I wrote this post on the eve of Election Day. I don't really want to talk about politics, and I'm not going to divulge who I plan to vote for. That is not the point.
The country is divided now more than ever before. We want change in America! Prior to this election, I'd pop on social media and truthfully, I’d hop off quickly — all I would see was griping about this person or this issue. Really, it made me want to say, "Peace out, Facebook."
Regardless of who is our 46th President of United States, the sun will rise and the sun will set. The cows will get milked, and the corn will get harvested. Breakfast will be made, and the dinner table will be set. Yes, political arguments will happen — hopefully less on social media and more constructive ones on Capitol Hill. Differences represent our liberty.
I often wonder what advice my late parents would offer in a time of such divide in our country. Who would Bob and Michelle Davidson vote for? Many times as I was growing up, my parents did not vote for the same president, kind of canceling out one another's vote. Yet, they stayed married for more than 45 years despite their political differences. Crazy how in 2020, people will now unfriend someone on Facebook because they vote for someone different than them.
One of our most important rights as American citizens is the right to vote. During John F. Kennedy's inaugural address, which my mother attended with her father, Vice Admiral Damon W. Cooper, the 35th President said, "Let us never negotiate out of fear. But let us never fear to negotiate."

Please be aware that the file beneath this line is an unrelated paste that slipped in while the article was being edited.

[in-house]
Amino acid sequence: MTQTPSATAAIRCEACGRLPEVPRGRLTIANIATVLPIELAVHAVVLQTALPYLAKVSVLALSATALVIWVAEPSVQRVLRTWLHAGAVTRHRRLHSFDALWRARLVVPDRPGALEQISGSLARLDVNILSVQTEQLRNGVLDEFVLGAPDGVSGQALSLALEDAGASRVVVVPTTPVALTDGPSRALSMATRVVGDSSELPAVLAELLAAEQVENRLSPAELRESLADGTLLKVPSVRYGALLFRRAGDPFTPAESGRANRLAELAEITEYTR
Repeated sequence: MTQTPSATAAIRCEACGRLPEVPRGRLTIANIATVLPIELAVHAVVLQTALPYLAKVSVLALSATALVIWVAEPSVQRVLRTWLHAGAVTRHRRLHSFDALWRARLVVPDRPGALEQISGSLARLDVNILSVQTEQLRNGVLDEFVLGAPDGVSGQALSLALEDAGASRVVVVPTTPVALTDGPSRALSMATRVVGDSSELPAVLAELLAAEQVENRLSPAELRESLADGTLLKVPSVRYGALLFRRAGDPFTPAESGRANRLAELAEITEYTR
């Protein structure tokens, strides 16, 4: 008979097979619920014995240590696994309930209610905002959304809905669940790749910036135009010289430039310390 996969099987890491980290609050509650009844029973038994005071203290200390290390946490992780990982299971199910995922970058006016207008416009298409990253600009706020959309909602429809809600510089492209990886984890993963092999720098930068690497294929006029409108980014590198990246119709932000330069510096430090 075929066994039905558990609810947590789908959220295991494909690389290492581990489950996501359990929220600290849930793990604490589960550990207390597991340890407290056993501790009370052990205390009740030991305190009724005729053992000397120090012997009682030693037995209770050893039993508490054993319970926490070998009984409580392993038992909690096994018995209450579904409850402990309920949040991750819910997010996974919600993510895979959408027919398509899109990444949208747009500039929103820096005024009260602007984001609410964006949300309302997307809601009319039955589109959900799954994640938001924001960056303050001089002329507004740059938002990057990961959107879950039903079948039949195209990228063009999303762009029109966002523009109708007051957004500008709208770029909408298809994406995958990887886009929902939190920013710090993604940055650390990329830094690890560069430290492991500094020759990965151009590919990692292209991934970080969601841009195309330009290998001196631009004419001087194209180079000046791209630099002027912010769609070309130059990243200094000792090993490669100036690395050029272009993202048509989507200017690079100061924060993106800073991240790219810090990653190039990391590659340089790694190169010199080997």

Bob and Michelle Davidson would also strongly agree that if we want to make a difference in this world, do what Mother Teresa says: "Go home and love your family." And, really that is what America's dairy farmers have done all along, regardless who was in the Oval Office. Generations after generations of farmers have plowed deep values of commitment, hard work, strength, resiliency, faith, and love into the world. Dairy farmers finish milking cows and then head to town to represent their community on issues and events that are close to their hearts. Let's continue to rise up — the world needs to hear from the 2% of Americans who put food on the table.
Let this election and this great political divide in our country empower you to continue voicing your opinions on pertinent topics — in your home and in your community. Communicate, yes, but more importantly, really listen to the other side because that is how our great divide will narrow and that is how tomorrow will become better.
Karen Bohnert is a second-generation dairy farmer, born and raised on her family dairy in Oregon and moved east after graduating from Oregon State University. Karen and her husband work in partnership with family, and they along with their three children live and work on the family's 500 Jersey cow dairy in East Moline, Ill. Karen's pride and love for dairy could fill a barn, and she actively promotes dairy anyway she can.